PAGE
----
Two UO mathematics professors, Jonathan Brundan and James Isenberg, have been named 2021 fellows of the American Mathematical Society.
Brundan was selected for his contributions to the Lie theory and representation theory, while Isenberg, a professor emeritus, was chosen for his work on mathematical general relativity and geometry flows. They join four other current UO math faculty members and five math professors emeritus as fellows of the national society.
The fellowships recognize excellence in a mathematician's research and the significant contributions researchers have made to the mathematics community as a whole.
“I’m very proud to have been named an AMS fellow this year,” Brundan said. “It is amazing to be recognized for the work I’ve done over the last 25 years in Oregon.”
Brundan said much of his early research was a joint effort with colleague Alexander Kleshchev, a 2016 math society fellow. Together they made progress on studying representations of general linear and symmetric groups using combinatorial structures known as crystals.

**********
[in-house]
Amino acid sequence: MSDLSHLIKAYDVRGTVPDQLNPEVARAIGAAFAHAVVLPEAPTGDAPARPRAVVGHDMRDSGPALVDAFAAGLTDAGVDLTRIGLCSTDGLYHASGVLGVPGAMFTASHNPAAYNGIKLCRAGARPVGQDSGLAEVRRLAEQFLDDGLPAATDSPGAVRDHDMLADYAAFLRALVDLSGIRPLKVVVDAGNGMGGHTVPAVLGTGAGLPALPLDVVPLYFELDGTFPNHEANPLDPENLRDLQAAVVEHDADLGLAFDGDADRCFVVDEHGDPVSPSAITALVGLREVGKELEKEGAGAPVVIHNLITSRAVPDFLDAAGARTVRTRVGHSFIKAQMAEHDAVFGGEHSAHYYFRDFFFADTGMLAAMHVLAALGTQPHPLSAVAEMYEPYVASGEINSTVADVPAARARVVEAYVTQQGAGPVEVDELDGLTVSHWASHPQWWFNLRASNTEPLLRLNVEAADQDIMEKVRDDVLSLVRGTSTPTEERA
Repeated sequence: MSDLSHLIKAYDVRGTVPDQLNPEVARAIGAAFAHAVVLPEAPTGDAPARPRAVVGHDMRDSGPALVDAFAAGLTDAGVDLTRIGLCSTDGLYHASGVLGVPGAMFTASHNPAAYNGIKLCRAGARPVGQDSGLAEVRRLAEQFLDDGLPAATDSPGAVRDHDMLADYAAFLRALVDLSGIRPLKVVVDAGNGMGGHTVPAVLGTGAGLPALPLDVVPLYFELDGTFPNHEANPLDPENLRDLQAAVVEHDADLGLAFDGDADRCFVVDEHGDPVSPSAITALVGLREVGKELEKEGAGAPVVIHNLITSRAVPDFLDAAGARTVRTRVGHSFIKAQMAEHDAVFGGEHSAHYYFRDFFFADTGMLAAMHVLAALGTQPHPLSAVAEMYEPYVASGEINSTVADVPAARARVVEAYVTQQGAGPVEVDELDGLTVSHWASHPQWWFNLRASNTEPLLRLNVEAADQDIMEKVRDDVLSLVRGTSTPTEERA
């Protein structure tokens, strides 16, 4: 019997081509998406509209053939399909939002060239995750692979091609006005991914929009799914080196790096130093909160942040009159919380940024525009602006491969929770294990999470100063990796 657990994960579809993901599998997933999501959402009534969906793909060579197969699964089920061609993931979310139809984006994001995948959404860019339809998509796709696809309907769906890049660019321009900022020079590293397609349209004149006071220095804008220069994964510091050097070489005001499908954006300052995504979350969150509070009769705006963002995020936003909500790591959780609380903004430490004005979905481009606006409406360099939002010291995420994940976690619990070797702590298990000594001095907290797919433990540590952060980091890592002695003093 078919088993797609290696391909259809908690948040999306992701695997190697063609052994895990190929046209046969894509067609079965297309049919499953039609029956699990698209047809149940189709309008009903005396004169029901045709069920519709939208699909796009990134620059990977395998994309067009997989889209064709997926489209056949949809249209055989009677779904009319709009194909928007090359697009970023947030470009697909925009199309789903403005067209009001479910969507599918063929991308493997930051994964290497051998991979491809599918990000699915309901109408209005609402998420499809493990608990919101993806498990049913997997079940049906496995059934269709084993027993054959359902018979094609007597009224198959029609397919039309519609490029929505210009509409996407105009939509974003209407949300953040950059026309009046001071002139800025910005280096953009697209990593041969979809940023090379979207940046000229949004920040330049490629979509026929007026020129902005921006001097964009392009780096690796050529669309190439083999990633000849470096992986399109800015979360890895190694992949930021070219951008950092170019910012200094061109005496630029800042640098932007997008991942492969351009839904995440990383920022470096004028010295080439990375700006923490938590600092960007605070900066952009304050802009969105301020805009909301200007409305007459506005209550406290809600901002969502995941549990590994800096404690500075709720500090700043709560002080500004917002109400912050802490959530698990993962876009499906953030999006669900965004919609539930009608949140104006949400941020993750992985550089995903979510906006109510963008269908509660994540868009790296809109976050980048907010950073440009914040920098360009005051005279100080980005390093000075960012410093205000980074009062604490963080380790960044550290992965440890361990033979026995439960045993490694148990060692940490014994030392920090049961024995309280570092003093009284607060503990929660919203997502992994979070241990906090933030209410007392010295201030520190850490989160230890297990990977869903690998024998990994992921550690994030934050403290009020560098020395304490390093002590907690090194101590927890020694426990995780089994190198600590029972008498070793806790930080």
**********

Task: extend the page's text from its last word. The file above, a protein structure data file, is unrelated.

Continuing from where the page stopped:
“Mathematics in the United States is both deep and broad, and the AMS represents a huge community across the country and beyond,” Brundan said. “It is very hard to stand out amongst so many strong researchers. Perhaps it is the combinatorial, diagrammatic nature of my research that has made it accessible and given it quite a wide appeal.”
The American Mathematical Society is the professional organization for research mathematics in the U.S. and is a premier professional organization for research mathematics in the world, said Hal Sadofsky, divisional dean of natural sciences for the College of Arts and Sciences.
“It’s remarkable to see our small department with its roughly 30 mathematics researchers, far from the centers of mathematics, have so many of its faculty singled out for this honor, for work ranging from fundamental study of symmetry to exploration of the edges of geometry and general relativity,” Sadofsky said.
The UO Department of Mathematics is now home to eleven fellows, including Kleshchev and Patricia Hersh, both 2016; Huaxin Lin, 2013; Peter Gilkey, 2013; and Professor Emeritus Marie A. Vitulli, 2020. Charles Curtis, William Kantor, Gary Seitz and Lewis Ward, all now professors emeritus in math, and Eugene Luks, now a professor emeritus in the Department of Computer and Information Science, were named fellows in 2013.
—By Victoria Sanchez, University Communications